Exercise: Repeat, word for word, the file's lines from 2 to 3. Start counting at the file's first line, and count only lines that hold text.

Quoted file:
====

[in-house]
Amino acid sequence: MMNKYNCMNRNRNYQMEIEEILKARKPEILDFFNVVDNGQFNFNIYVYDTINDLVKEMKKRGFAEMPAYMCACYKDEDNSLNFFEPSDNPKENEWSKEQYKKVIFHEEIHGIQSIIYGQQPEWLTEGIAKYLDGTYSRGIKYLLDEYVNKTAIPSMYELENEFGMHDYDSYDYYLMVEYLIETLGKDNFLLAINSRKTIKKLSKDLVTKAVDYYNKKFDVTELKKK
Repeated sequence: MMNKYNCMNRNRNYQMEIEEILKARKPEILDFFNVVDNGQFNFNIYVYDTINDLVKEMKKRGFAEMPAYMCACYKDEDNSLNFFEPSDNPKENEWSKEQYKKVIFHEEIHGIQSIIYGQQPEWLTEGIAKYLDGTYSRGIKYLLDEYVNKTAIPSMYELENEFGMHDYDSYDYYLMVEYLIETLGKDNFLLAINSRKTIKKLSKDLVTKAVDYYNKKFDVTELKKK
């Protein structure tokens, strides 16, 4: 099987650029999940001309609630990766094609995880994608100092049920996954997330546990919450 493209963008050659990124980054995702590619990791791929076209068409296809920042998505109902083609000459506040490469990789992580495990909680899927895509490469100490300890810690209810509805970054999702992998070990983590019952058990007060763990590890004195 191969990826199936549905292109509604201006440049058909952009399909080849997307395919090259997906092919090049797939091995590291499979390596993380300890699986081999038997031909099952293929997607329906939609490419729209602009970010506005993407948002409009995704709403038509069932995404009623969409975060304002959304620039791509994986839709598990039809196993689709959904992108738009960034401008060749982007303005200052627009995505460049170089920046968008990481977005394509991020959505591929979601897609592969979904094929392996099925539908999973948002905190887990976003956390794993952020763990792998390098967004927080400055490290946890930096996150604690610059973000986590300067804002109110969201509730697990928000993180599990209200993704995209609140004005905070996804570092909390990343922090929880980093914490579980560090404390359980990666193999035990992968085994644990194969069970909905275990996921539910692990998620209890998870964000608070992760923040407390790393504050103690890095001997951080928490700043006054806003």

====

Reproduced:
Amino acid sequence: MMNKYNCMNRNRNYQMEIEEILKARKPEILDFFNVVDNGQFNFNIYVYDTINDLVKEMKKRGFAEMPAYMCACYKDEDNSLNFFEPSDNPKENEWSKEQYKKVIFHEEIHGIQSIIYGQQPEWLTEGIAKYLDGTYSRGIKYLLDEYVNKTAIPSMYELENEFGMHDYDSYDYYLMVEYLIETLGKDNFLLAINSRKTIKKLSKDLVTKAVDYYNKKFDVTELKKK
Repeated sequence: MMNKYNCMNRNRNYQMEIEEILKARKPEILDFFNVVDNGQFNFNIYVYDTINDLVKEMKKRGFAEMPAYMCACYKDEDNSLNFFEPSDNPKENEWSKEQYKKVIFHEEIHGIQSIIYGQQPEWLTEGIAKYLDGTYSRGIKYLLDEYVNKTAIPSMYELENEFGMHDYDSYDYYLMVEYLIETLGKDNFLLAINSRKTIKKLSKDLVTKAVDYYNKKFDVTELKKK